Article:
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Major themes of the work are detachment, poverty, exploitation and marital fidelity and respect. Conversazione in Sicilia literally translates to English as Conversation in Sicily ; English translations have appeared under that title and a variety of other titles, including In Sicily and Conversations in Sicily. The first US edition contains a foreword by Ernest Hemingway , reprinted in several later editions. Silvestro Ferrauto is a Sicilian working as a typesetter in Milan, who beset by strange feelings of hopelessness, decides to visit Sicily after receiving a letter from his father which reveals that the father has abandoned Ferrauto's mother.
Ferrauto has not visited Sicily since leaving at the age of 15 and ends up on the train to Sicily apparently without conscious thought. Ferrauto then has various conversations with a number of Sicilians on the way to, and in, Sicily. When you are reading this at a far-remove from 's Italy it is probably easier to just take it as a quirky travelogue rather than as "one of the great novels of Italian anti-fascism" as it is described in the book's English translation promo here on Goodreads.
As a first-time reader I was constantly second-guessing the various statements and incidents for their possible meanings, some of which were more blatant than others e. The fascist censors had difficulty as well, as they let it pass in its original serialized magazine printings from and allowed its original book publication in , until finally arresting and imprisoning the author in Hemingway's attraction to its modernist stylings esp. His foreword has been used in the English translation publications since including in this translation by Alane Salierno Mason.
View all 3 comments. Shelves: citylights , italy. Though they really have little in common stylistically, Vittorini reminds me of Kazantzakis, for reasons I would be very hard pressed to pinpoint. I especially enjoyed Vittorini's descriptions of Sicilian food, reflected in Signora Ferrauto's horror at her son's description of his wife's cooking.
My absolutely favorite part of this book is Ferrauto's Conversation with the kni Though they really have little in common stylistically, Vittorini reminds me of Kazantzakis, for reasons I would be very hard pressed to pinpoint. My absolutely favorite part of this book is Ferrauto's Conversation with the knife grinder, some of which follows: And the knife grinder: "Pepperoni, milk, goats, pigs and cows Jan 11, Isabel rated it really liked it. This is why, I thought, we loved the idea of people living in luxury, the idea of the whole civil-military s "I thought of my father and myself, all men, with our need for soft hands touching us, and I thought I understood something of our uneasiness with women; of our readiness to desert them, our women with their rough, almost masculine hands, their tough hands in bed at night; and of how like slaves we would submit to calling a woman a queen who was a woman, an odalisque, when she touched us.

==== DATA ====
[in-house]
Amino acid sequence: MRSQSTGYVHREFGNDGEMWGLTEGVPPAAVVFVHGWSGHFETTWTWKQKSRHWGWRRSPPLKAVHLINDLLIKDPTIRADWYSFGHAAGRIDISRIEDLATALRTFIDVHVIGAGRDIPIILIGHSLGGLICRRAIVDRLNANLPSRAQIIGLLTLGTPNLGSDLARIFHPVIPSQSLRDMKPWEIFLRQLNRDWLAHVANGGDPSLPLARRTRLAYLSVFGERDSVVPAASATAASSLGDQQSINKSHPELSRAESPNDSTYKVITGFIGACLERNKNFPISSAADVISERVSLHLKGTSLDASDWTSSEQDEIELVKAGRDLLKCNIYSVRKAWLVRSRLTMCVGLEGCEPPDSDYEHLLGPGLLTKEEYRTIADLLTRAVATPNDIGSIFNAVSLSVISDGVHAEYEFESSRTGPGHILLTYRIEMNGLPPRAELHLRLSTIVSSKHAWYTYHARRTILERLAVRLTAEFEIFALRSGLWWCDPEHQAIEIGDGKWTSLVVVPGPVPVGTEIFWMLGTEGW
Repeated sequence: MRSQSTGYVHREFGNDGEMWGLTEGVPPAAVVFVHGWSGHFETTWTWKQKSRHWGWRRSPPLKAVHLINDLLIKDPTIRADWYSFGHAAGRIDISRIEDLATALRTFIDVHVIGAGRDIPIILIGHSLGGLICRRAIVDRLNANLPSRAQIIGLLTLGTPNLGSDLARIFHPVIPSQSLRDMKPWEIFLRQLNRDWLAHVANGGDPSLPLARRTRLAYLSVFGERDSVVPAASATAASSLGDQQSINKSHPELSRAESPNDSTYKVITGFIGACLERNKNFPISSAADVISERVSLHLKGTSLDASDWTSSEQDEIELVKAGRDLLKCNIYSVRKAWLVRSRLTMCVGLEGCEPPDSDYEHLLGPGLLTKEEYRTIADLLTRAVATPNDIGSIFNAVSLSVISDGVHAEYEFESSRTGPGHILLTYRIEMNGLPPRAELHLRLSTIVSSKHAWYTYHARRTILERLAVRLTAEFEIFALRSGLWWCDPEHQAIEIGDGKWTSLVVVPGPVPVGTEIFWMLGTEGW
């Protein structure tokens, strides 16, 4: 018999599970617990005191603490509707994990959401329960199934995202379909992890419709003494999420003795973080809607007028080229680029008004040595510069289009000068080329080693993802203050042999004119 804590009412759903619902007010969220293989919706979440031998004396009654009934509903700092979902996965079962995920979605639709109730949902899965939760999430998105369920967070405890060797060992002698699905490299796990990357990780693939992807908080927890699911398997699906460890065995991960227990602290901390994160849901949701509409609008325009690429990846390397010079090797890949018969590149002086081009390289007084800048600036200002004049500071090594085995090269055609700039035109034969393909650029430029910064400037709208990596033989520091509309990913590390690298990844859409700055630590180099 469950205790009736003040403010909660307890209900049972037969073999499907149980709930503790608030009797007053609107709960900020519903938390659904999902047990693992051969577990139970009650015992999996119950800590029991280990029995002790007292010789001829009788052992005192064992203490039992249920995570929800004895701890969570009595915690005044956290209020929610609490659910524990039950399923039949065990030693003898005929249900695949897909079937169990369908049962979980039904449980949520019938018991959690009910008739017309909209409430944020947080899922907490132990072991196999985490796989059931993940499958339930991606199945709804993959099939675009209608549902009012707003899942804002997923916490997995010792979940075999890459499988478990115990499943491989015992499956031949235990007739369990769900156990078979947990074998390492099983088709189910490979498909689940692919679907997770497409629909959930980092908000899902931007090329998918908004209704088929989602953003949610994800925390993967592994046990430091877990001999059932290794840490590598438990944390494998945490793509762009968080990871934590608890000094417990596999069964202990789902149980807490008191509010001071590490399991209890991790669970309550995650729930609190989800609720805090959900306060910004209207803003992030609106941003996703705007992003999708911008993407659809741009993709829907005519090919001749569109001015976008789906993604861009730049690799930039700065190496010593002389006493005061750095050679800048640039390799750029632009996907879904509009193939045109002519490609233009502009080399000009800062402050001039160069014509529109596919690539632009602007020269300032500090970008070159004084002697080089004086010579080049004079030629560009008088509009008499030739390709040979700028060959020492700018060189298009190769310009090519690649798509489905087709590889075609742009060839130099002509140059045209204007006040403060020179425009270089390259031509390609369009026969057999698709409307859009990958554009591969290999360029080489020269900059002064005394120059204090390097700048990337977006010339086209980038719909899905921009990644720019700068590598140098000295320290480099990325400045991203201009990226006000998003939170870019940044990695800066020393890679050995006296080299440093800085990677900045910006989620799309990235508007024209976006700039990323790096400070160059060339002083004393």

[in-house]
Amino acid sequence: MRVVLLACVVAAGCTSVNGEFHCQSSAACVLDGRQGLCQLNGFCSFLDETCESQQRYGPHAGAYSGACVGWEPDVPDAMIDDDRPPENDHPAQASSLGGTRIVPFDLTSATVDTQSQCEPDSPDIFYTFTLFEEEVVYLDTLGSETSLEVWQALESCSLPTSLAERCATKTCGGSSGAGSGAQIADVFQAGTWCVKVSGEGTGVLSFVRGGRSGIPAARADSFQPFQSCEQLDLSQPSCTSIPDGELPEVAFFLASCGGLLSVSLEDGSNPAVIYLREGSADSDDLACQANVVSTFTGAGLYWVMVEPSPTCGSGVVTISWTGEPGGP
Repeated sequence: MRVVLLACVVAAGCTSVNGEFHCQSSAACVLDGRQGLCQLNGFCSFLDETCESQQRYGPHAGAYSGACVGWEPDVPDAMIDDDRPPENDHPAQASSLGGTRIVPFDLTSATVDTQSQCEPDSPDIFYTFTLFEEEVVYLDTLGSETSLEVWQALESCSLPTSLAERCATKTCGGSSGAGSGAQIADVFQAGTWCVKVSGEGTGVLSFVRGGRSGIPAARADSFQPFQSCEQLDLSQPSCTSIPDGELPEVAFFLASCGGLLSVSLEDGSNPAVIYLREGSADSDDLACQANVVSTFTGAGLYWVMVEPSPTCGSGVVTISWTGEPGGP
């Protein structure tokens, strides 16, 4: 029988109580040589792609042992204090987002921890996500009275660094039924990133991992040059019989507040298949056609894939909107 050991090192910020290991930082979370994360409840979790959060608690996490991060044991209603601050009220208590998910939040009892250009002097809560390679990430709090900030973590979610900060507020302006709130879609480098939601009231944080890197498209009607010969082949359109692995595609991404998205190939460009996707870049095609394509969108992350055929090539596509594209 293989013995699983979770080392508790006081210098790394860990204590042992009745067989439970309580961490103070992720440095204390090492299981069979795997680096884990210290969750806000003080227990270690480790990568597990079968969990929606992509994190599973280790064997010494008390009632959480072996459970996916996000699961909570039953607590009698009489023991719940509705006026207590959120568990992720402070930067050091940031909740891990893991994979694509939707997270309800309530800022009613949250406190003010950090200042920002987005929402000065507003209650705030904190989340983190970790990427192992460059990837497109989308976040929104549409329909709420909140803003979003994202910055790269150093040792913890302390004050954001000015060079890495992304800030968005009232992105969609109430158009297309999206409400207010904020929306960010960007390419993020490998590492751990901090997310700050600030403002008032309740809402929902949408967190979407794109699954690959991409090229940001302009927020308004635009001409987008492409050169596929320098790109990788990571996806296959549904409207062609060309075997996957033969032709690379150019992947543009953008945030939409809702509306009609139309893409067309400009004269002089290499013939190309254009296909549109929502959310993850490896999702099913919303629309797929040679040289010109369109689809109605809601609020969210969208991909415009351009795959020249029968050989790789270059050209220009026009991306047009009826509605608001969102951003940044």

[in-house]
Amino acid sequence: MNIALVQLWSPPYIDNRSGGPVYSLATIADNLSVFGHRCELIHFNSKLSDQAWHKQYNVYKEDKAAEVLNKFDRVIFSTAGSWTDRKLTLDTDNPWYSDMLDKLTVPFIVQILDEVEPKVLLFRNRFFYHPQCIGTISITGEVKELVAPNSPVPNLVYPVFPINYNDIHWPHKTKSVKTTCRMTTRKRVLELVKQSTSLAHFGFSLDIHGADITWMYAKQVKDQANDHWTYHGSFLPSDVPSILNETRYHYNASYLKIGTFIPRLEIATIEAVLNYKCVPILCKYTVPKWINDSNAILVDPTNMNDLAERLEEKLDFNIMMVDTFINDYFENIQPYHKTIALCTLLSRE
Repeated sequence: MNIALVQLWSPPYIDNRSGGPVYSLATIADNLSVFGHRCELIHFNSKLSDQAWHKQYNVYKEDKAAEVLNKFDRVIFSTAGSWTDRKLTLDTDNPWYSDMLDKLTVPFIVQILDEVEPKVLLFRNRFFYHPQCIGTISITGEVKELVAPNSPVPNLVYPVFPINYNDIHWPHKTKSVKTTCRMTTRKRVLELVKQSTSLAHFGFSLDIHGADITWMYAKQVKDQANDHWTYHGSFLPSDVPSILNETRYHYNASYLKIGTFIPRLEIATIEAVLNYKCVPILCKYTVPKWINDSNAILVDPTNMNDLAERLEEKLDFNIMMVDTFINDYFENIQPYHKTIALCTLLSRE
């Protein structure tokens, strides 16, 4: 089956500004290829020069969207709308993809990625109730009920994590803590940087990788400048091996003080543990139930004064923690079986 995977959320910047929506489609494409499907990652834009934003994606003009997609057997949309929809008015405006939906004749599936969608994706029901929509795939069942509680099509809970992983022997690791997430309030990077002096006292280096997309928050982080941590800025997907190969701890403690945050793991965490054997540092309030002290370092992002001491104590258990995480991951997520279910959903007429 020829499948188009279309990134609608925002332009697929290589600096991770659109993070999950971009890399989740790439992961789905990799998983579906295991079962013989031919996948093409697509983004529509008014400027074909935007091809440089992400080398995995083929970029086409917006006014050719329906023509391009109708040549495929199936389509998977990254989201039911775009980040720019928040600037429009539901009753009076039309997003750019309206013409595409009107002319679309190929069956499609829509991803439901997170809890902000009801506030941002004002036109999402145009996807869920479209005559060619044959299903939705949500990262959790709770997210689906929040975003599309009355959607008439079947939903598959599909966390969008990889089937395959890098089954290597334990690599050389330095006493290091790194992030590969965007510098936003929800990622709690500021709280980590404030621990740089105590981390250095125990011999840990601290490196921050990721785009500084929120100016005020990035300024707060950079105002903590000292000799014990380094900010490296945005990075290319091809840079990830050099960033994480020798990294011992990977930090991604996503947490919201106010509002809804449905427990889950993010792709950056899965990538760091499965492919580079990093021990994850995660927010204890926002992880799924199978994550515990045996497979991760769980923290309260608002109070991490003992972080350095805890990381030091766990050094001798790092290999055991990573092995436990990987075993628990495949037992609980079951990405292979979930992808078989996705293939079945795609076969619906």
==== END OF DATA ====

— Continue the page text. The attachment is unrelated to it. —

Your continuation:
I realized early on in this novel that it was likely to be more rewarding if one simply gives oneself up to it rather than agonize over its every meaning, not unlike when listening to music. As such it's immensely enjoyable as a trip can be to a not-so-distant past s? It's not all sunny travelogue however, there are some dark side trips. That said, by the time one reaches the end, the melodic, and often very funny, text imparts to the reader a feeling of empat I realized early on in this novel that it was likely to be more rewarding if one simply gives oneself up to it rather than agonize over its every meaning, not unlike when listening to music.
That said, by the time one reaches the end, the melodic, and often very funny, text imparts to the reader a feeling of empathy and bonhomie towards the world in general. It reminded me of James Joyce's The Dead, which on the surface is a simple account of an evening celebration but ends up being something more meaningful and universal.
I wasn't surprised to read afterwards that Vittorini resisted fascism during WWII and was a small 'h' humanist. Reading this fulfilling novel is like going on a terrific holiday with a native companion and coming home wiser than before. Jul 24, Jeanette rated it really liked it. The first 8 or 9 pages I audibly sighed. Not my style, I thought. So arrogant, so self-centered, so male "all about me" with most others not given names, just basic descriptive categories.
Women, wives, girlfriends basically in the "them" category of mere landscape mention. But no, it was fabulous. I almost gave it a 5.
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He hits the very essence of Sicilian perceptions and self-identity. And the exact kinds of communication and sensibilities that result. In the rock, in the prickly pear, in the Mo The first 8 or 9 pages I audibly sighed. In the rock, in the prickly pear, in the Mother's life- every aspect- this author is Sicily. And a Sicilian looking at the world of the "Big Lombard" that is away- he knows. Enjoyable and fabulous read. There are quotes worth rereading on every other page that relate to human nature, trust- so much of the essence of being alive- when you "understand" the Sicilian conversations.